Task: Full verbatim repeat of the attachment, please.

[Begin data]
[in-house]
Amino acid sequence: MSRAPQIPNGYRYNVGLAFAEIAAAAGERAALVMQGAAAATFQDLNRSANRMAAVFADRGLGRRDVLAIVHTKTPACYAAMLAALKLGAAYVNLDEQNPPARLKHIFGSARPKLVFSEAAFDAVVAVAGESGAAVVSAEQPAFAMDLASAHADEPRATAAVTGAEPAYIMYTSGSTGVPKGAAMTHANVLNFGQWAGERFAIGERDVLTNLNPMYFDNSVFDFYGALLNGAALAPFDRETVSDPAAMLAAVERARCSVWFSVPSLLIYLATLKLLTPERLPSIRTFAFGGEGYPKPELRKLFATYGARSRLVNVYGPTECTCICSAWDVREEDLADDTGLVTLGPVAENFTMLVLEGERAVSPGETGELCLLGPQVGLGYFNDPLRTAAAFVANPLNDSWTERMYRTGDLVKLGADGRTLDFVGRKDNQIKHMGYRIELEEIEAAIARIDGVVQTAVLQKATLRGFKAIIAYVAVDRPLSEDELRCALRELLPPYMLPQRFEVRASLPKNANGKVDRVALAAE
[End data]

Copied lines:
[in-house]
Amino acid sequence: MSRAPQIPNGYRYNVGLAFAEIAAAAGERAALVMQGAAAATFQDLNRSANRMAAVFADRGLGRRDVLAIVHTKTPACYAAMLAALKLGAAYVNLDEQNPPARLKHIFGSARPKLVFSEAAFDAVVAVAGESGAAVVSAEQPAFAMDLASAHADEPRATAAVTGAEPAYIMYTSGSTGVPKGAAMTHANVLNFGQWAGERFAIGERDVLTNLNPMYFDNSVFDFYGALLNGAALAPFDRETVSDPAAMLAAVERARCSVWFSVPSLLIYLATLKLLTPERLPSIRTFAFGGEGYPKPELRKLFATYGARSRLVNVYGPTECTCICSAWDVREEDLADDTGLVTLGPVAENFTMLVLEGERAVSPGETGELCLLGPQVGLGYFNDPLRTAAAFVANPLNDSWTERMYRTGDLVKLGADGRTLDFVGRKDNQIKHMGYRIELEEIEAAIARIDGVVQTAVLQKATLRGFKAIIAYVAVDRPLSEDELRCALRELLPPYMLPQRFEVRASLPKNANGKVDRVALAAE